It can’t have been easy to pick finalists for the Atlanta Journal- Constitution‘s contest for World’s Worst Book Title — not with candidates such as Letting It Go: A History of American Incontinence and Everything You’ll Need to Remember About Alzheimer’s.

I’m not sure how the contest was run, or if it was fair. A lot of times with these things it’s all about who you know.

Still, the results are in, and AJC has announced that the winner is Cooking with Pooh. This title is for real. But I’m sure readers can come up with worse titles than that, just as real.

(hat tip: Michael Merschel)

Bilbo, “the Man” vs. Bilbo, the halfling

by John Holbo on November 24, 2007

Matthew Yglesias links to an interesting paper:

“I call on every red-blooded white man to use any means to keep the niggers away from the polls; if you don’t understand what that means you are just plain dumb.” These were the words of United States senator Theodore G. “The Man” Bilbo of Mississippi, as he addressed white supporters during his successful re-election campaign in June 1946. His inflammatory language ignited a firestorm, however, that prevented him from taking his Senate seat in January 1947 and ended the career of one of the nation’s most flamboyant politicians.

“The Man” fell because of the growing intolerance among many whites toward public racism and anti-Semitism. Throughout the 1920s and 1930s, white elites outside the South—defined here as leading daily newspapers, weekly magazines, organizations, and political leaders—largely ignored Bilbo’s racist incitements. World War II, however, brought about a significant change in elite attitudes. Due to the ideological war against Nazism, America’s emergence as a superpower, and the unifying nature of the conflict, the kind of virulent public racism that was a trademark of Bilbo’s career was no longer tolerated outside of the South. Bilbo’s career, from his return to the governor’s mansion in 1928 through the Senate debate over his seating in 1947, parallels and illustrates the declining tolerance of overt racism and nativism in the United States.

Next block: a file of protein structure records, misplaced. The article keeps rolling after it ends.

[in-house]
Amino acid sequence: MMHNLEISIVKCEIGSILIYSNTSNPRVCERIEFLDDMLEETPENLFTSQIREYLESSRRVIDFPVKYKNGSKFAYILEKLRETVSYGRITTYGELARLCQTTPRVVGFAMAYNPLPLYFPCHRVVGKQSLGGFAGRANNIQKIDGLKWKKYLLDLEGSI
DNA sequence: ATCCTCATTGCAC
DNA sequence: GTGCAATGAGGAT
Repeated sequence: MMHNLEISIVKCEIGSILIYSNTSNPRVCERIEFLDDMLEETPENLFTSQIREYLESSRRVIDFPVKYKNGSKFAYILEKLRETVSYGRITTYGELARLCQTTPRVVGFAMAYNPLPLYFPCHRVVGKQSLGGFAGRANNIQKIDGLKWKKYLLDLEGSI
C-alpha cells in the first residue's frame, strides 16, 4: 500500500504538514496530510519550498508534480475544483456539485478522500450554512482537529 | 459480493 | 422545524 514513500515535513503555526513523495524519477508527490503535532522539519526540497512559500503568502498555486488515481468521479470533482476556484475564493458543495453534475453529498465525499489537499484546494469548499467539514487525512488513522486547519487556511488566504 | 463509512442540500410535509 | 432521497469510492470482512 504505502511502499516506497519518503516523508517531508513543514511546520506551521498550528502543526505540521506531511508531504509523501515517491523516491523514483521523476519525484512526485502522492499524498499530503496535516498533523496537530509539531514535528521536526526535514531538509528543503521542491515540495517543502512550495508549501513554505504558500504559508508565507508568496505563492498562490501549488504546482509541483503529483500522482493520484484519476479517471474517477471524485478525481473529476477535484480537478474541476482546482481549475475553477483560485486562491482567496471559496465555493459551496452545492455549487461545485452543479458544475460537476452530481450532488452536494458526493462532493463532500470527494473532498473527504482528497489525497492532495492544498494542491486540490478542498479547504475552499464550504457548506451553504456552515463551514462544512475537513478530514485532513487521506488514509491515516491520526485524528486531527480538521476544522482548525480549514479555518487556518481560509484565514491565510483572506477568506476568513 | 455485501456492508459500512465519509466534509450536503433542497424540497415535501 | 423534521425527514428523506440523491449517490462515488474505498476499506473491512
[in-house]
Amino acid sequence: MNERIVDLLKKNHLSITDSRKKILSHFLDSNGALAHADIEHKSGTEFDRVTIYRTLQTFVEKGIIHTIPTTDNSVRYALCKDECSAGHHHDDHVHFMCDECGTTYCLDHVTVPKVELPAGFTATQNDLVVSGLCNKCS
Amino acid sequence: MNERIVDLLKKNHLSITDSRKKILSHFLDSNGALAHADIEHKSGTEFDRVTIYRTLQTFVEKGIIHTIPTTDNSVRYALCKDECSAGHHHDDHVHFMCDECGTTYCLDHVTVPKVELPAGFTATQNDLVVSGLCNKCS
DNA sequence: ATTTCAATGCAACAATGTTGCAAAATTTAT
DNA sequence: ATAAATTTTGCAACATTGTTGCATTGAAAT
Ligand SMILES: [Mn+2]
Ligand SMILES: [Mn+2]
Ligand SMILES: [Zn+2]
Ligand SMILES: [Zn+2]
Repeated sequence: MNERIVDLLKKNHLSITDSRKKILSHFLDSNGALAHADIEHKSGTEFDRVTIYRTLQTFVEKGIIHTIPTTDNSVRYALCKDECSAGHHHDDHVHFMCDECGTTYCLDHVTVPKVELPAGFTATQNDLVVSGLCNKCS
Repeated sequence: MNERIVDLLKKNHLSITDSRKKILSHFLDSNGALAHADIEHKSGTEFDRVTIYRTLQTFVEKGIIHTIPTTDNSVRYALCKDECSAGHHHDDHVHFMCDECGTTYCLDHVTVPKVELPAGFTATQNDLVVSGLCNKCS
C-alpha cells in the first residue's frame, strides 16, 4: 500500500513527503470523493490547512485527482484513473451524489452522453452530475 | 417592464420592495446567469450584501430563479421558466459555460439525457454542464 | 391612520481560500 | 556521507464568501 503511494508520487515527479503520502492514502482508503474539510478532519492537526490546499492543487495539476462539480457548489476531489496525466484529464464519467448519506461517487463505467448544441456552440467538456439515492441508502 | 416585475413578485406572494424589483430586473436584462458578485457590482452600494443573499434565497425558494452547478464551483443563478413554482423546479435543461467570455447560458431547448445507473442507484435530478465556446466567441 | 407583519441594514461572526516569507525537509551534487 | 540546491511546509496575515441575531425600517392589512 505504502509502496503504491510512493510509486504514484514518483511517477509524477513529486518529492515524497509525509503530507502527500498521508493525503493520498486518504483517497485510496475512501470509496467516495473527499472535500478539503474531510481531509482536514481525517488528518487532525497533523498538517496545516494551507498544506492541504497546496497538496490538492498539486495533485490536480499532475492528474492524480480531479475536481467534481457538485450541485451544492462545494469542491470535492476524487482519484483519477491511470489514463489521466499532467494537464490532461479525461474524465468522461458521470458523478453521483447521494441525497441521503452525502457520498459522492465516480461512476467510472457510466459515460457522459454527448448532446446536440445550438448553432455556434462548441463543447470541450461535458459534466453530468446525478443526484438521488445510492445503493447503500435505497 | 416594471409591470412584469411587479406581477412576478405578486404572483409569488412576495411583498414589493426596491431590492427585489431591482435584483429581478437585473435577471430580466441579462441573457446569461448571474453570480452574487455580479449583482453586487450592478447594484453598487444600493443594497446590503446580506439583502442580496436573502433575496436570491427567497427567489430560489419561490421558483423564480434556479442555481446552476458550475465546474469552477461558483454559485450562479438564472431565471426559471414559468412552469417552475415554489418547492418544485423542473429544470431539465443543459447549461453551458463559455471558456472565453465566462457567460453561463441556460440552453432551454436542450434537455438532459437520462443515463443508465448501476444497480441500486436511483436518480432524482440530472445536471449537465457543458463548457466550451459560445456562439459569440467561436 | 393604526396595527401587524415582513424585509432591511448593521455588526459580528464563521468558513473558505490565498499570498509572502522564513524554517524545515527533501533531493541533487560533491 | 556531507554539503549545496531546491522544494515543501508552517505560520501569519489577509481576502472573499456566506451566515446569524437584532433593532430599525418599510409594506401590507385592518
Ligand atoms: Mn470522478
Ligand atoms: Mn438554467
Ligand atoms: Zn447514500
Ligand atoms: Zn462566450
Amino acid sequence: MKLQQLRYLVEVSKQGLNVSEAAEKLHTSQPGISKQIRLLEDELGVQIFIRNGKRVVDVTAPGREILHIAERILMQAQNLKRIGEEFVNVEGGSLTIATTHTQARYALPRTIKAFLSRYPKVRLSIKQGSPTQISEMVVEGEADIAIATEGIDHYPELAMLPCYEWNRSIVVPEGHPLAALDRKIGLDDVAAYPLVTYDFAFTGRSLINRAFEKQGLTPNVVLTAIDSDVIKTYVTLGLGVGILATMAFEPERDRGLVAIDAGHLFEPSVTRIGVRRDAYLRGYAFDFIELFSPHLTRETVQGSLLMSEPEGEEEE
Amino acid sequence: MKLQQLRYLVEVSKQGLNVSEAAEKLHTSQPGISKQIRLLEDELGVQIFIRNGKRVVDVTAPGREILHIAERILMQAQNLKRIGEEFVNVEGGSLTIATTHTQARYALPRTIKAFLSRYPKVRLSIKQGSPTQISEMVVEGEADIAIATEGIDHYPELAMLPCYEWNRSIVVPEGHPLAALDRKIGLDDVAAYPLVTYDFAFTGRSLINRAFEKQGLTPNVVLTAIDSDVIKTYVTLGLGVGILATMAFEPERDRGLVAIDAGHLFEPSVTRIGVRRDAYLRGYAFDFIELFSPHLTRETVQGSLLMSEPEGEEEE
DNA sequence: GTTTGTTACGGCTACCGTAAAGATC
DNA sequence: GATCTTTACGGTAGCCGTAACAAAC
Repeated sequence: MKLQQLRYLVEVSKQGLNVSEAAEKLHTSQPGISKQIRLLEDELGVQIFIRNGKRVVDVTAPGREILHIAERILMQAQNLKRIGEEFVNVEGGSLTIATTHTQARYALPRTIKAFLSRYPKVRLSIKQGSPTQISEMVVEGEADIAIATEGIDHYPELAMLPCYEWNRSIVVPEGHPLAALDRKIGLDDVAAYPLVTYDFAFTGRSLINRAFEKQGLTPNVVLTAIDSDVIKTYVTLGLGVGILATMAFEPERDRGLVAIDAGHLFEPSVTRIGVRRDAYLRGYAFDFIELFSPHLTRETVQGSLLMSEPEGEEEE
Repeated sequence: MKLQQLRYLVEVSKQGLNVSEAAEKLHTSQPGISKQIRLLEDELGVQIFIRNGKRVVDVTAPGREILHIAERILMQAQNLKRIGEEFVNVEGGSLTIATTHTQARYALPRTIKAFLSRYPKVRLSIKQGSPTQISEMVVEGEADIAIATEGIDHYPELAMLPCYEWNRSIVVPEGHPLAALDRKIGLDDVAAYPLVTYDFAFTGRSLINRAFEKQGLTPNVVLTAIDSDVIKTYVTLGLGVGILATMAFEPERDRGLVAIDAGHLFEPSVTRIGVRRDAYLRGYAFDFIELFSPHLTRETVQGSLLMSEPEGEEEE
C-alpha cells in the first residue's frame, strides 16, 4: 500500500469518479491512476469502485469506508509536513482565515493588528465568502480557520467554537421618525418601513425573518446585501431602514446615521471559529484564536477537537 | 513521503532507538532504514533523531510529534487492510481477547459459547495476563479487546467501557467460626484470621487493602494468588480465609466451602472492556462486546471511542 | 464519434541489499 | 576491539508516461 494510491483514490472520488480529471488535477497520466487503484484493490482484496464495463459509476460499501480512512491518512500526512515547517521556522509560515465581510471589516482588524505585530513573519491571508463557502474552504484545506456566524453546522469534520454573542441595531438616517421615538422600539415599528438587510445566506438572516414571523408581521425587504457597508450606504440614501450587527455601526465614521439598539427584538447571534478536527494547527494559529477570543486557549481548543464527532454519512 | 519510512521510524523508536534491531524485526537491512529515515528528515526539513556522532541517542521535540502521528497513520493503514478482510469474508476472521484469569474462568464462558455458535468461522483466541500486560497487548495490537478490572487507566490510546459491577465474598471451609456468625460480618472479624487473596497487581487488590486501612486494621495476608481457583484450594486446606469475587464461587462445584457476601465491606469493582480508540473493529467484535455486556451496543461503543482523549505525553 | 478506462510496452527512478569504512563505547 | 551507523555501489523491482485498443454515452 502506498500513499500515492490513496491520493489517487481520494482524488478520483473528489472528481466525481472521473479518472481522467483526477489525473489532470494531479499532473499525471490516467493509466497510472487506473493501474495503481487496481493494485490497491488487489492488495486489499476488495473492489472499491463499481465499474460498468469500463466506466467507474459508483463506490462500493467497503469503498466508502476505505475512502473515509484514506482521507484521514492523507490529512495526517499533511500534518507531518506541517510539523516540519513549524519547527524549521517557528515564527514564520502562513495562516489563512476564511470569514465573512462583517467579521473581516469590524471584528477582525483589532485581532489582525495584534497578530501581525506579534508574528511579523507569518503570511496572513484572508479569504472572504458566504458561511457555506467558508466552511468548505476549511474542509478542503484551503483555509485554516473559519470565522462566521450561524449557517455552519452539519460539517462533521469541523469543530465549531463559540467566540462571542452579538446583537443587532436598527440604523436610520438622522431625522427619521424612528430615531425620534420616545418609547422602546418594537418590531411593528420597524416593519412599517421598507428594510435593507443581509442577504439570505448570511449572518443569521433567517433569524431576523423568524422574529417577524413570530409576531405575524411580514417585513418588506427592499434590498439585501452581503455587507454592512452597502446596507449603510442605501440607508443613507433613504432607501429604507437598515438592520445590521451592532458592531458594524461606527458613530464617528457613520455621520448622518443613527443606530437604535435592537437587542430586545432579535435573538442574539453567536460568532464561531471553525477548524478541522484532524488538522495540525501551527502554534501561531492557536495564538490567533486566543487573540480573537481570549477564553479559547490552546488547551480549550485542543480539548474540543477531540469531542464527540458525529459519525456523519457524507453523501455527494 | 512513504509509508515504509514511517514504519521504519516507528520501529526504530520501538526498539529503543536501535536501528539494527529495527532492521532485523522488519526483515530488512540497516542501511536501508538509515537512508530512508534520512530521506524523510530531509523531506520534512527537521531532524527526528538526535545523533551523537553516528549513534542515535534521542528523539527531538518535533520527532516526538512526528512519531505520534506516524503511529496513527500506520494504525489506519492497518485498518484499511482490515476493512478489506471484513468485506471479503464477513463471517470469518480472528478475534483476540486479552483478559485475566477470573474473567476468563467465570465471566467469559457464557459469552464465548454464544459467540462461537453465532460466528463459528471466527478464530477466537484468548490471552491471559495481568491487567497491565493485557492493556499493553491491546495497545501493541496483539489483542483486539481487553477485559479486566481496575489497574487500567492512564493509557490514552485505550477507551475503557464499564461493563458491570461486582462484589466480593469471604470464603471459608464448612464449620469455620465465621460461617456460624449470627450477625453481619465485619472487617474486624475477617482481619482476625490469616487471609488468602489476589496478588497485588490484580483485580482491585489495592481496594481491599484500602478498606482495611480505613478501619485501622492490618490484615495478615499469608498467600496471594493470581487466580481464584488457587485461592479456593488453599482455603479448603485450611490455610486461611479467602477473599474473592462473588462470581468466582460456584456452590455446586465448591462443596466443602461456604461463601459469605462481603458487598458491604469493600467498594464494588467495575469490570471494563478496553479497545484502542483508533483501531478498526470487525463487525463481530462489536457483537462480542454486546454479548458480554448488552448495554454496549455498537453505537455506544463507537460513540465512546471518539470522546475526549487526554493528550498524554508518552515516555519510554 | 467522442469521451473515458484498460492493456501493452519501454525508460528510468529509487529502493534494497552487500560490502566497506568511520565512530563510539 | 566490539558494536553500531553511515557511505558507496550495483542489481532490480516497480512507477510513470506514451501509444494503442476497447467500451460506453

Yglesias files this under ‘the past is another country.” That’s only the half of it. [click to continue…]

Oh frabjous day!

by John Quiggin on November 24, 2007

Not only has the Labor party won a crushing victory in Australia’s national election but conservative Prime Minister John Howard has, very probably, lost his own seat. Details here.

Given that the economy is going very well, and that the Iraq war, while unpopular, was not a central issue in the campaign, I think it’s reasonable to mark this down as the first national election in which climate change played a pivotal role. Howard, following Bush, refused to ratify Kyoto. This was highly unpopular, and served as a more general symbol of a government stuck in the past.

The other big losing issue for the government was the passage of a package of anti-union laws called Workchoices.